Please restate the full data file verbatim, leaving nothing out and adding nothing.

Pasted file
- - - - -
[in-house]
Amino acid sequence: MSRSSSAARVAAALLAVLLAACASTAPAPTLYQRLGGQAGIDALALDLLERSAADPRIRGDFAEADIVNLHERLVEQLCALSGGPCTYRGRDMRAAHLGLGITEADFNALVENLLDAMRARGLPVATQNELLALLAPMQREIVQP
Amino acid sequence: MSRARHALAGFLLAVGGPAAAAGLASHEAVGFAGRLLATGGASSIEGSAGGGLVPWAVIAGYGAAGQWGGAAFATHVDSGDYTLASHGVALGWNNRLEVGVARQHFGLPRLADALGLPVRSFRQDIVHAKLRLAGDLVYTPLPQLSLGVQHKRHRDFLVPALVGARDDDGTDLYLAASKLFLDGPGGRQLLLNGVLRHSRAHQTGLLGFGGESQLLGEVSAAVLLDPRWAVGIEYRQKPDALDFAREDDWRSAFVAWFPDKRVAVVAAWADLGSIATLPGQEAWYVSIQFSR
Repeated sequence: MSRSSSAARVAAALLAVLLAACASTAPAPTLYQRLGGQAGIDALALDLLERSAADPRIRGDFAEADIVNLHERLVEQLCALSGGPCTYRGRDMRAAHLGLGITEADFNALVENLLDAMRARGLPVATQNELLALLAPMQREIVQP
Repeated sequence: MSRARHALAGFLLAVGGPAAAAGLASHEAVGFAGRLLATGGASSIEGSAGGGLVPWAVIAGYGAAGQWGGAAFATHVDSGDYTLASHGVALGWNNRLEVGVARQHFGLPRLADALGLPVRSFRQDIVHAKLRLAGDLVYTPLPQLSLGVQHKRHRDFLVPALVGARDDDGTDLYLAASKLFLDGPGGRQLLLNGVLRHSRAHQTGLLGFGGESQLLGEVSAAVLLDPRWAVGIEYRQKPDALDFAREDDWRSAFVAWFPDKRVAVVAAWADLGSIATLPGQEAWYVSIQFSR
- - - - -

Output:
[in-house]
Amino acid sequence: MSRSSSAARVAAALLAVLLAACASTAPAPTLYQRLGGQAGIDALALDLLERSAADPRIRGDFAEADIVNLHERLVEQLCALSGGPCTYRGRDMRAAHLGLGITEADFNALVENLLDAMRARGLPVATQNELLALLAPMQREIVQP
Amino acid sequence: MSRARHALAGFLLAVGGPAAAAGLASHEAVGFAGRLLATGGASSIEGSAGGGLVPWAVIAGYGAAGQWGGAAFATHVDSGDYTLASHGVALGWNNRLEVGVARQHFGLPRLADALGLPVRSFRQDIVHAKLRLAGDLVYTPLPQLSLGVQHKRHRDFLVPALVGARDDDGTDLYLAASKLFLDGPGGRQLLLNGVLRHSRAHQTGLLGFGGESQLLGEVSAAVLLDPRWAVGIEYRQKPDALDFAREDDWRSAFVAWFPDKRVAVVAAWADLGSIATLPGQEAWYVSIQFSR
Repeated sequence: MSRSSSAARVAAALLAVLLAACASTAPAPTLYQRLGGQAGIDALALDLLERSAADPRIRGDFAEADIVNLHERLVEQLCALSGGPCTYRGRDMRAAHLGLGITEADFNALVENLLDAMRARGLPVATQNELLALLAPMQREIVQP
Repeated sequence: MSRARHALAGFLLAVGGPAAAAGLASHEAVGFAGRLLATGGASSIEGSAGGGLVPWAVIAGYGAAGQWGGAAFATHVDSGDYTLASHGVALGWNNRLEVGVARQHFGLPRLADALGLPVRSFRQDIVHAKLRLAGDLVYTPLPQLSLGVQHKRHRDFLVPALVGARDDDGTDLYLAASKLFLDGPGGRQLLLNGVLRHSRAHQTGLLGFGGESQLLGEVSAAVLLDPRWAVGIEYRQKPDALDFAREDDWRSAFVAWFPDKRVAVVAAWADLGSIATLPGQEAWYVSIQFSR